Sandwiched between Russia in the north and China in the south, Mongolia could soon serve as an important transit country for Russian natural gas and its related supply chains.
Even so, Russia will struggle to boost its economic presence in Mongolia, which has long served as a buffer zone between its two neighboring giants.
Once completed, the Soyuz Vostok gas pipeline will become an extension of Russia’s Power of Siberia 2 natural gas pipeline in Mongolian territory. In other words, this ambitious project is meant to provide supplies of Russian gas across Mongolia and into China.
Russia’s state-owned energy giant Gazprom has already opened a subsidiary company called Gazoprovod Soyuz Vostok in Mongolia and the landlocked country’s Foreign Minister Battsetseg Batmunkh recently visited Moscow, where she met with Alexey Miller, chairman of the Gazprom Management Committee.
It is unlikely a coincidence that Batmunkh’s first foreign trip since her appointment was to Russia. Prior to her visit to the Russian capital, two local General Intelligence Directorate officers in Ulaanbaatar were sentenced to 14 years in prison allegedly because they spied for Russia.
That action, however, did not apparently affect overall relations between Moscow and Ulaanbaatar. In November, the two nations will mark a century of establishing diplomatic relations and have already signed a permanent treaty on friendly relations and lifted bilateral ties to a comprehensive strategic partnership.
According to the document, Russia and Mongolia will undertake to develop cooperation in the spheres of politics, defense, economy, trade, finance and investment. Indeed, Ulaanbaatar’s bilateral military relationship with Moscow remains a priority for Mongolia.
In June 2021, Mongolia’s Defense Minister Gursed Saikhanbayar met with his Russian counterpart Sergey Shoigu to discuss the development of military-technical relations.
It is estimated that more than 60% of Mongolians who undertake military training abroad are in the Russian Federation. The two countries also regularly hold annual joint field training exercises.
On the other hand, since 2003 the Asian nation of about three million people holds joint exercises with the United States as well, and many Mongolian officers have been trained in the US. However, Mongolia seems to have more recently moved away from its “third neighbor” policy and started to pay more attention to its relations with Russia and China.
In 2016, the three countries reached a comprehensive deal on developing the China-Mongolia-Russia (CMR) economic corridor.
At its core, the CMR corridor aims to improve transport connectivity and cross-border trade services through infrastructure development. It also aims to strengthen three-way cooperation across energy, agribusiness, communication technology, tourism and environmental protection.
“We pay great attention to the development of the central railway corridor to increase transit trade flows from Europe and Russia to China and in the opposite direction through the territory of Mongolia.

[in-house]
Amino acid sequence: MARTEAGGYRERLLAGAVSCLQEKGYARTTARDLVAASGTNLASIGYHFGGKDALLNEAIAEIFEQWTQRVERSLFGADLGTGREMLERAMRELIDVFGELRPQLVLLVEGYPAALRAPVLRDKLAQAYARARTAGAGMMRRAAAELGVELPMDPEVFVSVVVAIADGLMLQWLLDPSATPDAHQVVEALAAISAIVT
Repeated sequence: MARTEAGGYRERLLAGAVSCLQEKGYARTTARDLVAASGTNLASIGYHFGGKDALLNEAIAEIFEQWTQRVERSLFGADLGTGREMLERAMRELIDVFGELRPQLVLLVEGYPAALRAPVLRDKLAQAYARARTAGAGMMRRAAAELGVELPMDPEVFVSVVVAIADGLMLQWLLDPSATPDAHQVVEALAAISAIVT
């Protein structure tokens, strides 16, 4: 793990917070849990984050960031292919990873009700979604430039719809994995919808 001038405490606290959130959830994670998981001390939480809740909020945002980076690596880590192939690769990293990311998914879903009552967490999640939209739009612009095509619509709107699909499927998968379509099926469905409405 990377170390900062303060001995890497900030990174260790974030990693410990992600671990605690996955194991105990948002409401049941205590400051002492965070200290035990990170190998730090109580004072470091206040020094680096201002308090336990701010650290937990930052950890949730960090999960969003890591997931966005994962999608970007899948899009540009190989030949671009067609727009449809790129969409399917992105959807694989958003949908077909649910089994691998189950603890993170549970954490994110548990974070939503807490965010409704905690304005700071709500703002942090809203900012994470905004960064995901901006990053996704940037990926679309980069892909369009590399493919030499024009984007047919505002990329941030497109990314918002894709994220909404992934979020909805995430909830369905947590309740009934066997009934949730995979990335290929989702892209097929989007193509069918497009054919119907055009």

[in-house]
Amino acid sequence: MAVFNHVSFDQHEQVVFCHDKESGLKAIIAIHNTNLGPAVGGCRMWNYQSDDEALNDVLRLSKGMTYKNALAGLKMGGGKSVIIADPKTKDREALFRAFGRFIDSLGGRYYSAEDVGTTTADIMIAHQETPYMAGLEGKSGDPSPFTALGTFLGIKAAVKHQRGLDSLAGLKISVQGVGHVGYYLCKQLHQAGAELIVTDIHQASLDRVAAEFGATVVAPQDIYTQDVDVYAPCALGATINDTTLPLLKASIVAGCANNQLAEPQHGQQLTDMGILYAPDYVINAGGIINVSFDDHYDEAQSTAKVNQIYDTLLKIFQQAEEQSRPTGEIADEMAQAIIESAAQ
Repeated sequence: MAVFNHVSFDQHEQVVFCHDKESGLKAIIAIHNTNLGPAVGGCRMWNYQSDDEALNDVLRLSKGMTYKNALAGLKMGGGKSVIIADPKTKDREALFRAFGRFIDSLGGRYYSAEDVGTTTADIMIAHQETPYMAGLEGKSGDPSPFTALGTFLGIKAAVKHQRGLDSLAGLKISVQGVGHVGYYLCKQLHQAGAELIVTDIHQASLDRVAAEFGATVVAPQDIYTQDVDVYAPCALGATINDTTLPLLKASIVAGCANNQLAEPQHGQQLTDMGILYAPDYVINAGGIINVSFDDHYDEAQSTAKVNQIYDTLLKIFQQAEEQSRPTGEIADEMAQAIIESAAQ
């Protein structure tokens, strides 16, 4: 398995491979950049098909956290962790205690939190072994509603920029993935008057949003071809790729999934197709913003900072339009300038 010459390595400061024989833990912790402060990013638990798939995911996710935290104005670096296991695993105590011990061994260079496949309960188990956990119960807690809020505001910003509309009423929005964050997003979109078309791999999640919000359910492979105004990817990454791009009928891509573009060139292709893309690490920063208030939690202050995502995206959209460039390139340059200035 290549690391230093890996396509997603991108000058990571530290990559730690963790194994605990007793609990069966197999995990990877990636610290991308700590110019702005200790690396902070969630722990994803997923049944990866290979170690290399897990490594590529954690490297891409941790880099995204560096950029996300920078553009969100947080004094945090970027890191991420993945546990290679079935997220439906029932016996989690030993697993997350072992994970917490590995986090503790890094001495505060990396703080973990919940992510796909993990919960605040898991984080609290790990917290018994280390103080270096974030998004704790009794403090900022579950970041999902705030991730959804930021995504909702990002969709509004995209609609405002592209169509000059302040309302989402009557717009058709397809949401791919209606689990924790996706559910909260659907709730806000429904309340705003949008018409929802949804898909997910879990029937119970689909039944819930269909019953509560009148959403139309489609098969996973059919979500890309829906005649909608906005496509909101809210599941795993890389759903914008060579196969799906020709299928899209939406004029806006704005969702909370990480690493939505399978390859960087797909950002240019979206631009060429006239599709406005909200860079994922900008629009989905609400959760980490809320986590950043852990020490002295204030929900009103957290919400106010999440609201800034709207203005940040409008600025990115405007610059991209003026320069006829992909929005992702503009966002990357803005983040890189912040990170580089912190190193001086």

Along with this, the construction of new railway lines in Mongolia is underway,” a former Mongolian foreign minister wrote for Russian newspaper Rossiyskaya Gazeta in 2020.
Black gold from Mongolia
Indeed, the Tavan-Tolgoi-Zuunbayan railway route is now being actively built, with completion expected in 2022. China will be the biggest beneficiary of this transport network given that Beijing is one of the biggest buyers of Mongolia’s coal.
After China imposed a ban on the import of Australian coal, Beijing reportedly increased coal purchases from Mongolia as well as Russia and Indonesia. Mongolian authorities, on the other hand, seem to be trying to diversify the country’s coal export routes.
There are reports suggesting that Mongolia’s huge reserves of high-quality coal could be soon exported worldwide via the ports of the Russian Far East at Vladivostok and the Vostochny coal terminal.
Such a possibility is not surprising given that Mongolia sees Russia as a balance against Chinese economic and political dominance.
Maintaining good neighborly cooperation with Russia is necessary for Mongolia’s balanced foreign policy. In the past, however, the balance of power was greatly advantageous to Russia since the country was seen as the unofficial “16th republic” of the Soviet Union.
Following the collapse of the USSR, the Kremlin lost much of its influence in Ulaanbaatar. But that lost influence is being regained as Moscow redevelops its energy business in Mongolia.
Russian energy holding companies Inter RAO and Rotek could soon take part in the modernization of existing thermal power plants in the Mongolian capital. And once the Soyuz Vostok gas pipeline is fully operational, Moscow could increase not only its economic but also its political influence in Mongolia.
It is also probable that the country will eventually sign a free-trade agreement with the Russia-dominated Eurasian Union, although full membership in the supranational entity does not look realistic at this point since it would likely jeopardize Ulaanbaatar’s policy of strategic balance between Russia and China.